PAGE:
Barbecue sauce? Honey badger don't care
Paul Lees and Chris Glaister didn't eat much barbecue growing up in rainy England.
"If you have a barbecue in England," Lees says, "it means some poor chef is getting very wet."
But that all changed when the duo ended up in California and met Leigh Zalusky, 29, whose family owns a house on Clear Lake. The friends spent the summer of 2011 on that lakeside deck, experimenting with a smoker and creating their own barbecue sauce, after becoming disenchanted with what they found on store shelves.
Now the trio a product designer and two wind turbine engineers have become barbecue sauce entrepreneurs, raising nearly $50,000 through Kickstarter to produce a sweet-and-spicy blend they've dubbed Cobra Strength Honey Badger BBQ Sauce.
They blasted through more than a dozen iterations before settling on the final recipe, a blend of honey, habaneros, vinegar and tomato perfect for slathering on anything from the grill or smoker, be it wild boar or burgers. They also use the sauce in spicy little meatballs called Badger Balls. And just about everything else. Honey badger, as the viral video tells us, don't care.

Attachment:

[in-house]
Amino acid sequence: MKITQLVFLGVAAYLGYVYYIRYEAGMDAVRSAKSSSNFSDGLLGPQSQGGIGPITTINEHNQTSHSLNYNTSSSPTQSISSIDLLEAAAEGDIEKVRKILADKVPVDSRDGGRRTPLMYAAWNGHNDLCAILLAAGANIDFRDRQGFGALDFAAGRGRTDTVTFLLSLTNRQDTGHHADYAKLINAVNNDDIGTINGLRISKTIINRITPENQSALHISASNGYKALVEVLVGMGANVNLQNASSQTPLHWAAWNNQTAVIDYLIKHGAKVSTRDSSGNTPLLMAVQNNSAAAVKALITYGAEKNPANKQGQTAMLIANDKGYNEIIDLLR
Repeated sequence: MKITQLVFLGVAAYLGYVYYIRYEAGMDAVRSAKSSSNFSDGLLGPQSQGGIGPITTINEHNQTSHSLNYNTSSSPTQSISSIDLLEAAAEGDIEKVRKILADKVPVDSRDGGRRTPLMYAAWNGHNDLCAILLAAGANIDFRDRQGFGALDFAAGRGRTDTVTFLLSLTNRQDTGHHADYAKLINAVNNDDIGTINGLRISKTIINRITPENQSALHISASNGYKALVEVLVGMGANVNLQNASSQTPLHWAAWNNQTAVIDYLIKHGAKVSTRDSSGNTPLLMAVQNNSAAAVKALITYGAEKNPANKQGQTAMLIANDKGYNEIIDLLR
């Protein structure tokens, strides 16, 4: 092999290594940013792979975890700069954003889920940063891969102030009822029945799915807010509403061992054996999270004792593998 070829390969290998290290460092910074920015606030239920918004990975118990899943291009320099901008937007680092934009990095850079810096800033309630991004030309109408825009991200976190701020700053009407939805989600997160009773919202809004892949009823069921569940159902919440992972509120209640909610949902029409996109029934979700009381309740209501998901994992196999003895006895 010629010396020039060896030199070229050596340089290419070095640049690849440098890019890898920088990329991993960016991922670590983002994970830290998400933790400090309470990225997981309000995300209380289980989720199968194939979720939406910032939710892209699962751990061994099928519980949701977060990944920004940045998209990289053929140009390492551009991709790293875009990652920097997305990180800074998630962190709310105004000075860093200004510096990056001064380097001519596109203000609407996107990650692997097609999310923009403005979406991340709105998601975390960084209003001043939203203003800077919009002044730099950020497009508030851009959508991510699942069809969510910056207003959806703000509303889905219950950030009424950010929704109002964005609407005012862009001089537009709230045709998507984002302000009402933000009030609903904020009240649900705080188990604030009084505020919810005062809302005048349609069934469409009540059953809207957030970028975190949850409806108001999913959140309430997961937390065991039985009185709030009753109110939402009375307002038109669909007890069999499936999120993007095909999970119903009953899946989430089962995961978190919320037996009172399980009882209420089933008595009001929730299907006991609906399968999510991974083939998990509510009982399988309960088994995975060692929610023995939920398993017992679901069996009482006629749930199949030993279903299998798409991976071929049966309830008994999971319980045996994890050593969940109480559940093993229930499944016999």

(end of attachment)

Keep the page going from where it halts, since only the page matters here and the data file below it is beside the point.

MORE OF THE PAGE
"I eat it on anything," says Lees, 33. "I make a fried egg sandwich, and it gets Honey Badger BBQ Sauce."
After the sauce was a hit with friends, the young men ran with the idea, conceiving a bottle shaped like the aggressive little honey badger popularized in a YouTube video. When the joking turned serious, they used Kickstarter to raise funds.
"It was driven by the idea of having this great sauce that really kicks your ass," says Glaister, 34. "What more could it deserve than a honey badger-shaped bottle?"
They spent months designing a honey badger bottle compatible with a manufacturing line. They perfected the production-scale recipe, phasing out high fructose corn syrup and sodium benzoate. But they hit a roadblock in January when their first production batch was withdrawn because mold was discovered in some bottles.
Honey badger clearly doesn't care for mold, and a second, successful production run was completed in April. The next step is getting the sauce onto local store shelves. For now, you can buy the sauce directly from their website, http://www.honeybadgersauce.com, for $6.99, along with a limited-run, face-melting and wallet-draining Triple Cobra Strength Sauce, which costs $60. They're planning a slightly less spicy Double Cobra Strength version, along with a hot sauce down the road.
In the meantime, keep an eye out for these guys, who pop up for impromptu barbecues at public parks and outdoor events, such as San Francisco's recent Bring Your Own Big Wheel race.
"That's the kind of thing we're trying to put out there: Go out and have a great time," Lees says. "That's what a honey badger does."